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Guest Message by DevFuse
 

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Wimpy wheels and tires


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11 replies to this topic

#1 Fuzpile

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Posted 18 December 2010 - 09:49 AM

Whereas the tendency is to go larger with a Legacy
There is something to be said for a strong steel wheel. There is something great about 185X70X14 tires. There is appreciation for the way a wagon can maneuver into tight spaces or make a U-turn in streets only a Honda could go. Effortlessly! This was the engineering that the designers relied upon to something as basic as the "front axles". There are all sorts of ways to make a Cardan or double U-joint stronger. There are CVs and then there was this type which has maximum extension. Couple that to a decent tranny which gives a good balance to torque yet in 4th has very low engine rpm for cruising.
That's pretty much what it is stock.
I like it. I like not looking like some turf eater snoutfaced brute sitting in traffic and Who can gently climb over curb or take on an icey street while the big stuff spin their huge tires. It's stealth and it's fine :banana:

#2 WoodsWagon

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Posted 19 December 2010 - 01:36 PM

Tire size doesn't change turning radius until you get big enough that they rub on the frame at full lock. 205/75r15's fit fine on outbacks, and the turning radius is exactly the same as a legacy with donut spares on it. New gen subarus don't have the extreme lockover angle that older gen ones had, new gen's are pretty average on the turning radius.

#3 Old Yankee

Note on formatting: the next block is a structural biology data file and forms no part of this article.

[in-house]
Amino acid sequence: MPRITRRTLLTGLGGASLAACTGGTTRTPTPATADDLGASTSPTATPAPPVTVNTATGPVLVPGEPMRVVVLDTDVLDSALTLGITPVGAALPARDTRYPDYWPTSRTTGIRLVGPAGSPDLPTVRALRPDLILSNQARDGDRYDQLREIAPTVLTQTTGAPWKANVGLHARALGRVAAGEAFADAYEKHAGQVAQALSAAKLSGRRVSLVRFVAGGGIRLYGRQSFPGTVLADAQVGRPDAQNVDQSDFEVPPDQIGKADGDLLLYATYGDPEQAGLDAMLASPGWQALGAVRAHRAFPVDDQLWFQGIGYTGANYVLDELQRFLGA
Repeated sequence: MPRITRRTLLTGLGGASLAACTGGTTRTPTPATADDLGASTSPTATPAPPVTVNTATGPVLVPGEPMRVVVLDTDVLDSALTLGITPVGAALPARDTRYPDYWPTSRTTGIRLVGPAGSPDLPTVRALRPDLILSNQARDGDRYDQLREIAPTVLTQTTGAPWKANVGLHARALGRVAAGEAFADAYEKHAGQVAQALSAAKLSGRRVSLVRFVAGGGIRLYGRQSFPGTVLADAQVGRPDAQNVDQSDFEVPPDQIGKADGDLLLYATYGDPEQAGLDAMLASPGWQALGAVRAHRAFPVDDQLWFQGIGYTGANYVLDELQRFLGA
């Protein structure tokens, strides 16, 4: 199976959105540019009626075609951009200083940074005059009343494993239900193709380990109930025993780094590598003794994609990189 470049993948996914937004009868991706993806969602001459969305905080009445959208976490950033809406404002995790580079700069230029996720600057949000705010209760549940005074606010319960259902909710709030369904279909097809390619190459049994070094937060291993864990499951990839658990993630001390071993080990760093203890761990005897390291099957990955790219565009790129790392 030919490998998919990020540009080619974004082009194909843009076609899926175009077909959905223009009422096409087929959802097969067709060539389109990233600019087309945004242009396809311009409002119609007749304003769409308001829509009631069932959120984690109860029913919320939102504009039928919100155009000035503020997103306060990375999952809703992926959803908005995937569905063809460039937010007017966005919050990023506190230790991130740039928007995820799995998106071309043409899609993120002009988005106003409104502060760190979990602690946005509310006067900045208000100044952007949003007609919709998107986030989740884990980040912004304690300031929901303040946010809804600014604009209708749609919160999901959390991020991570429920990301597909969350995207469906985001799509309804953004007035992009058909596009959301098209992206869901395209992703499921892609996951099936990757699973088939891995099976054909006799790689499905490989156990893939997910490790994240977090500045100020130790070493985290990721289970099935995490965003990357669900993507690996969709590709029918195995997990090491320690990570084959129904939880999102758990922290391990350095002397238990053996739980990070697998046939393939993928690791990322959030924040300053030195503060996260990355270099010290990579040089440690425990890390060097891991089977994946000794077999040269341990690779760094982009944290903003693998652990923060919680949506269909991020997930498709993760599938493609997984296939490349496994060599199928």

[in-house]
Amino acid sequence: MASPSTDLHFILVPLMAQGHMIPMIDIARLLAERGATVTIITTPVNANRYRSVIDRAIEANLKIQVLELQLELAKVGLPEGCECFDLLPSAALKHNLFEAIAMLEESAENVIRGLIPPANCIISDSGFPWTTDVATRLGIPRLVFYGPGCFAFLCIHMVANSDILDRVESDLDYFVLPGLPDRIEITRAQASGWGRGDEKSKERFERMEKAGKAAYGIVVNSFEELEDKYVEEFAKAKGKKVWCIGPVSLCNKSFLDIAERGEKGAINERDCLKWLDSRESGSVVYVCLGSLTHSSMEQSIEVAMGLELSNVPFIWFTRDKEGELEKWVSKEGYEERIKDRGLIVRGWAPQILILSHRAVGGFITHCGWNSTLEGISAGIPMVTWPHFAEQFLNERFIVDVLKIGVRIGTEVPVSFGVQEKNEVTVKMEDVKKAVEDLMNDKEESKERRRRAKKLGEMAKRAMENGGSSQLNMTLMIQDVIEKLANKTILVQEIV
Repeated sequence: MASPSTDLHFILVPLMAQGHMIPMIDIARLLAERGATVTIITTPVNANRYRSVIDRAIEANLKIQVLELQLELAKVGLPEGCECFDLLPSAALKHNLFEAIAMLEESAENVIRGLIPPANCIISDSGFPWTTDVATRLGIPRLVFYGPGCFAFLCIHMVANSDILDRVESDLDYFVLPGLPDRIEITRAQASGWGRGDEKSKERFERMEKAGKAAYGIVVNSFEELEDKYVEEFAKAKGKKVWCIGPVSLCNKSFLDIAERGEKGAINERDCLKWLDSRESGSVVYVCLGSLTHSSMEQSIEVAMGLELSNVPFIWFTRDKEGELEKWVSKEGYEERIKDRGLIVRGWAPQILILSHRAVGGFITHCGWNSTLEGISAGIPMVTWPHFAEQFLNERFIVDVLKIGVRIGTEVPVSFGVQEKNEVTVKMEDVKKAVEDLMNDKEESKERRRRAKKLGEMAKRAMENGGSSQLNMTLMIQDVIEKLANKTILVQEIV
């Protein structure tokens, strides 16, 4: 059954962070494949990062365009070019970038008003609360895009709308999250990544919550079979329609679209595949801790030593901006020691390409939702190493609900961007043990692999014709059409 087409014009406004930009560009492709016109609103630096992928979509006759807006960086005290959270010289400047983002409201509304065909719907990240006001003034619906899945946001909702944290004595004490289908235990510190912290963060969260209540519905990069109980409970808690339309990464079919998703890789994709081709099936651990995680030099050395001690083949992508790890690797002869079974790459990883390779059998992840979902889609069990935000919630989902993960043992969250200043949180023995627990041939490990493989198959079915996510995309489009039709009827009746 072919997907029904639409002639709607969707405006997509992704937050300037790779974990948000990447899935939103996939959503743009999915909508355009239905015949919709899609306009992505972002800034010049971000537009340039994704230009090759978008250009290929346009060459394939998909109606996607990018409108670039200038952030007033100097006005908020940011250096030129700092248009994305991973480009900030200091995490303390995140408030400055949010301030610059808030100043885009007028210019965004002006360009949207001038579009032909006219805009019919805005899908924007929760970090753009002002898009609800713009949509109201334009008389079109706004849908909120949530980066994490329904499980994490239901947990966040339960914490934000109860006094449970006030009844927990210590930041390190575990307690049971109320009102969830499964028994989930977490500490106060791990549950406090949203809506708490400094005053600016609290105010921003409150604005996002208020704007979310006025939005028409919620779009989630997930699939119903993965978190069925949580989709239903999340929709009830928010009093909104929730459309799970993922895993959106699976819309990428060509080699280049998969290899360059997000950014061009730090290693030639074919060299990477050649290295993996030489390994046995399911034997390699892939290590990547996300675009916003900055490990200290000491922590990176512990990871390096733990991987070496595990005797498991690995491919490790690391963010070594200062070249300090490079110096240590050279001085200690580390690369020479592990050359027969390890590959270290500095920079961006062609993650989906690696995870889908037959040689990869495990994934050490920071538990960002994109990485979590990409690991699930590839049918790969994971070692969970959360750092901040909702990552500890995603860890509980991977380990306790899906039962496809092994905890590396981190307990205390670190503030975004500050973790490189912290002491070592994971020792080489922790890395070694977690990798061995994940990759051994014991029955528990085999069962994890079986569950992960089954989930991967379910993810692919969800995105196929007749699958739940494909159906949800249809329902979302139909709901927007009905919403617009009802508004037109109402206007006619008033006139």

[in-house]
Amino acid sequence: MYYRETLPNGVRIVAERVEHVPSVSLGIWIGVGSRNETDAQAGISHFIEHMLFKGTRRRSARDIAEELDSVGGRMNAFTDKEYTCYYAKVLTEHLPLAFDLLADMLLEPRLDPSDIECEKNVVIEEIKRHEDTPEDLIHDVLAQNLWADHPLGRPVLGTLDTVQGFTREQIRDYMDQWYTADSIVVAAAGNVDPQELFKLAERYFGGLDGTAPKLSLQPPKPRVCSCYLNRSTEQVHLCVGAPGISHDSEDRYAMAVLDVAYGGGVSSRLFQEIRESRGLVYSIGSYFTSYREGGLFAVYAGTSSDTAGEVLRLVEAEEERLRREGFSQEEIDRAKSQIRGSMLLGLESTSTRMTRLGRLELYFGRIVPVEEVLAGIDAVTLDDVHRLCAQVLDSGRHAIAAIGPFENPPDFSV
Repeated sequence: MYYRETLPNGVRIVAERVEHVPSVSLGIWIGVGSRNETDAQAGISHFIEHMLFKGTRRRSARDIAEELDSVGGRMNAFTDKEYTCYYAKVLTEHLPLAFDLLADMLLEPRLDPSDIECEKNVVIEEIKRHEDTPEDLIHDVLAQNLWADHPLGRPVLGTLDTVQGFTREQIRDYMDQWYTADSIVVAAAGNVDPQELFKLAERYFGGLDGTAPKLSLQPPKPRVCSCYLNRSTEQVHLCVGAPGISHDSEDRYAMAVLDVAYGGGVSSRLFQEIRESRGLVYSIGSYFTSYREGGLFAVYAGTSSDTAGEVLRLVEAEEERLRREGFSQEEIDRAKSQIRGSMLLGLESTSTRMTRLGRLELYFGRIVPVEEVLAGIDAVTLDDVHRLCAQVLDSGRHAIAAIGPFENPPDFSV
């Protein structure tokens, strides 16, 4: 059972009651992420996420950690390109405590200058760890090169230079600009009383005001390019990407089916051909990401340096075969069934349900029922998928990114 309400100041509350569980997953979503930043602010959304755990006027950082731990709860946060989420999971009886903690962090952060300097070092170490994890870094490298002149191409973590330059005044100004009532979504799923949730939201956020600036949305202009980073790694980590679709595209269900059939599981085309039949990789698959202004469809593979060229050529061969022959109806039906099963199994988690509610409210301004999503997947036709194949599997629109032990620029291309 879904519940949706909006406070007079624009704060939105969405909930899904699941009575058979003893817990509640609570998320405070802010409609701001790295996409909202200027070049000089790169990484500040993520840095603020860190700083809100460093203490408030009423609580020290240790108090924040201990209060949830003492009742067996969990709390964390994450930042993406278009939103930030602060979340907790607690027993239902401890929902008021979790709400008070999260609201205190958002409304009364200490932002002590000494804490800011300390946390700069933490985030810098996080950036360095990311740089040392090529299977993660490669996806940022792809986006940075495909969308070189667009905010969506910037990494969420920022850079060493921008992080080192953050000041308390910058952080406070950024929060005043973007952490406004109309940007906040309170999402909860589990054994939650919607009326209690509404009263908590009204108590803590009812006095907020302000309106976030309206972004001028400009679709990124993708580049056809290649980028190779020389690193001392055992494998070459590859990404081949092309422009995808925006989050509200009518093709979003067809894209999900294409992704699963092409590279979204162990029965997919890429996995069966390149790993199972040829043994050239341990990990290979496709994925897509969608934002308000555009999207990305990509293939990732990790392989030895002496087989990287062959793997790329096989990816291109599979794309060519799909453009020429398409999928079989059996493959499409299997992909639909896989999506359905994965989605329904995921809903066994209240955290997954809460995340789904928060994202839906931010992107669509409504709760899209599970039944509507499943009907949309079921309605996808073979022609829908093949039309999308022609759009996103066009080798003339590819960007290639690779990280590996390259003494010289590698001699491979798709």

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Posted 08 January 2014 - 01:17 PM

I guess my question is why they put such wimpy tires on Outbacks knowing that we (that do) live in the great frozen north. As you know, we are just coming out of a major snowstorm and freezeup. I tried going out for a necessary trip and got hung up on the snow. My Continentals had no traction whatsoever. I looked for Michelins and a few other brands of more aggressive tires and had very little luck. What do other Subaru drivers use in the snow? Just an old New Hampshire Yankee lost in the flatlands of Michigan  :wacko:



#4 tbolt1003

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Posted 08 January 2014 - 05:09 PM

I just had a set of Dunlop's new WinterMaxx snow/ice tires installed on my Impreza and all I can say is "Wow!!!". These things are incredible in all conditions from ice covered roads to 12" of unplowed snow to rain to 70 degree temps. I looked at some of the higher priced winter tires, but the initial reviews on the WinterMaxx sold me and I couldn't be happier with them.

#5 ocei77

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Posted 08 January 2014 - 06:23 PM

14" tires etc HAD their place. I like to stop and bigger brakes etc require larger wheels.

I use 17" for warm weather and 16" for snow.

To each their own.

 

O.



#6 shortlid

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Posted 08 January 2014 - 09:05 PM

"Just an old New Hampshire Yankee lost in the flatlands of Michigan"  

 

I feel ya I went to school at Purdue, in Indameana, and most autopart storesdid not even know what winter wiper blades were!!  Back here in New Hampshire I usualy get a set of steelies off a base model shod them with the narrowest tallest snows that fit.  Then use the nice alloys with all seasons reats of the year.  



#7 BB's93LegacyL

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Posted 17 January 2014 - 11:12 PM

North-central Wisconsin here -- I finally decided to go with 4 dedicated winter tires on their own steel wheels. I bought the wheels at a salvage yard for $60 for the set of 4. I'm using Firestone Winterforce tires in the original size that my FWD '93 Legacy L wagon came with, 185/70-14. They are very reasonably priced tires in this size. The snow traction is remarkably good, so much better than any all-season rated tires. Choose a tall & narrow vs. low & wide profile tire for getting through snow, and avoiding pothole damage to your rims.